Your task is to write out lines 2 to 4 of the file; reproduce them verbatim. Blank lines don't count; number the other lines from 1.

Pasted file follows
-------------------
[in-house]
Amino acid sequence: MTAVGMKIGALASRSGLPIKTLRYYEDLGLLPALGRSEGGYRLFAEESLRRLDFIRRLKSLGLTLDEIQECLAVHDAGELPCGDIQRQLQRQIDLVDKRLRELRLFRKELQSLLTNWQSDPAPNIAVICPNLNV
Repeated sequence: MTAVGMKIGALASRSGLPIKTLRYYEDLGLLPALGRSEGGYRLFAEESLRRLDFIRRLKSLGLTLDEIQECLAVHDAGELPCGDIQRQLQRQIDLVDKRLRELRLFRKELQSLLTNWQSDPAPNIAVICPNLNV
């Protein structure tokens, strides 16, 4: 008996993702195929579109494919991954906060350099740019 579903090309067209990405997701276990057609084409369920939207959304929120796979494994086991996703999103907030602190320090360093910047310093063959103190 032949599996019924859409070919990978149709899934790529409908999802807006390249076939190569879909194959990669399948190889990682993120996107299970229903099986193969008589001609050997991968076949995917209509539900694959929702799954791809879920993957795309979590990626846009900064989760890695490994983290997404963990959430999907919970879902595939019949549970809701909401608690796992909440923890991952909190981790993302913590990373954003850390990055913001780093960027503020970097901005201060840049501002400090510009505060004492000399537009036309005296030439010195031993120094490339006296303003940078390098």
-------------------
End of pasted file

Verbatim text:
Amino acid sequence: MTAVGMKIGALASRSGLPIKTLRYYEDLGLLPALGRSEGGYRLFAEESLRRLDFIRRLKSLGLTLDEIQECLAVHDAGELPCGDIQRQLQRQIDLVDKRLRELRLFRKELQSLLTNWQSDPAPNIAVICPNLNV
Repeated sequence: MTAVGMKIGALASRSGLPIKTLRYYEDLGLLPALGRSEGGYRLFAEESLRRLDFIRRLKSLGLTLDEIQECLAVHDAGELPCGDIQRQLQRQIDLVDKRLRELRLFRKELQSLLTNWQSDPAPNIAVICPNLNV
């Protein structure tokens, strides 16, 4: 008996993702195929579109494919991954906060350099740019 579903090309067209990405997701276990057609084409369920939207959304929120796979494994086991996703999103907030602190320090360093910047310093063959103190 032949599996019924859409070919990978149709899934790529409908999802807006390249076939190569879909194959990669399948190889990682993120996107299970229903099986193969008589001609050997991968076949995917209509539900694959929702799954791809879920993957795309979590990626846009900064989760890695490994983290997404963990959430999907919970879902595939019949549970809701909401608690796992909440923890991952909190981790993302913590990373954003850390990055913001780093960027503020970097901005201060840049501002400090510009505060004492000399537009036309005296030439010195031993120094490339006296303003940078390098």